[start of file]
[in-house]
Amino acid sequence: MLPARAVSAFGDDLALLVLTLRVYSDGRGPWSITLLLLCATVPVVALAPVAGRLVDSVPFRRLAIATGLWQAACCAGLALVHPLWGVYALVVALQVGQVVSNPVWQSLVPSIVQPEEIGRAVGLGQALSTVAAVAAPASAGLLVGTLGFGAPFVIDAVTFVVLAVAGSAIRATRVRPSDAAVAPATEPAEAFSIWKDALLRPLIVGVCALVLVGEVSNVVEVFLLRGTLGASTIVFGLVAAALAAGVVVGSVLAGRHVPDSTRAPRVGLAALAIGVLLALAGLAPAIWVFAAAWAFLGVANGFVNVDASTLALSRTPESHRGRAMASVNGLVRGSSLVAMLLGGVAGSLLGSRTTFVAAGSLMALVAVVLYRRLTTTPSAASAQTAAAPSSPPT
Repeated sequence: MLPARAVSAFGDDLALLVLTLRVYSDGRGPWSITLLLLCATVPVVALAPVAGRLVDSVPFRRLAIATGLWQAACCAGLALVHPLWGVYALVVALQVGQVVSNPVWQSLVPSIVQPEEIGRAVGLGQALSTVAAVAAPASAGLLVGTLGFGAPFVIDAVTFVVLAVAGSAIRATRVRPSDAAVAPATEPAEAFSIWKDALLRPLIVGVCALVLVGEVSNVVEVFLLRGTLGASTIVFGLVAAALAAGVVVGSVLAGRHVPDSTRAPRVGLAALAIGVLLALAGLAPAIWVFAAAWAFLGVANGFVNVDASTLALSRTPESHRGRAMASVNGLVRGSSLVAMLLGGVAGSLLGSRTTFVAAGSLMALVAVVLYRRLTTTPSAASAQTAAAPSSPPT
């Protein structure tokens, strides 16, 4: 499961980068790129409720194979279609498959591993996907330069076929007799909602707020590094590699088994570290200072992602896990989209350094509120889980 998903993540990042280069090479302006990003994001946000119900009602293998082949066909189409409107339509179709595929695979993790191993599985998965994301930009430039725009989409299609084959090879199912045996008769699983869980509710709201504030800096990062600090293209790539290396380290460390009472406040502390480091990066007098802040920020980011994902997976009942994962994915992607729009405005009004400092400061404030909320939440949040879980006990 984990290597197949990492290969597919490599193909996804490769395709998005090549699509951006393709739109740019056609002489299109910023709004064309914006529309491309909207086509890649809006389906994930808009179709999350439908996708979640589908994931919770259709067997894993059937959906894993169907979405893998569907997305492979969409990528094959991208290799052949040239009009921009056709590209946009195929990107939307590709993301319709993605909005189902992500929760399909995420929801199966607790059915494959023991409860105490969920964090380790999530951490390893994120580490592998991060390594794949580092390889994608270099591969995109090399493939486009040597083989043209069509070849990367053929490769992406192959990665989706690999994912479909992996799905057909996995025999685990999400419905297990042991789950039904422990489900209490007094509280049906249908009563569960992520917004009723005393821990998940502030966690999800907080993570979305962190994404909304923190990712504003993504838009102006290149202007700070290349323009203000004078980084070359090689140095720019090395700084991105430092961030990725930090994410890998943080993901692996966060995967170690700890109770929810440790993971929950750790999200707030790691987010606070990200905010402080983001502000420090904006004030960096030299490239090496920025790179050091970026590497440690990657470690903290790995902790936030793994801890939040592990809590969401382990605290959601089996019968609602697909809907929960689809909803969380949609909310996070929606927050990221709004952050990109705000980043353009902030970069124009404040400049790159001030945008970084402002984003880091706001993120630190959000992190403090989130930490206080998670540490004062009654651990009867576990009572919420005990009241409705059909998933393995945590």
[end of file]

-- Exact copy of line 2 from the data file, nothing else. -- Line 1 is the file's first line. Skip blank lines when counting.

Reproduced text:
Amino acid sequence: MLPARAVSAFGDDLALLVLTLRVYSDGRGPWSITLLLLCATVPVVALAPVAGRLVDSVPFRRLAIATGLWQAACCAGLALVHPLWGVYALVVALQVGQVVSNPVWQSLVPSIVQPEEIGRAVGLGQALSTVAAVAAPASAGLLVGTLGFGAPFVIDAVTFVVLAVAGSAIRATRVRPSDAAVAPATEPAEAFSIWKDALLRPLIVGVCALVLVGEVSNVVEVFLLRGTLGASTIVFGLVAAALAAGVVVGSVLAGRHVPDSTRAPRVGLAALAIGVLLALAGLAPAIWVFAAAWAFLGVANGFVNVDASTLALSRTPESHRGRAMASVNGLVRGSSLVAMLLGGVAGSLLGSRTTFVAAGSLMALVAVVLYRRLTTTPSAASAQTAAAPSSPPT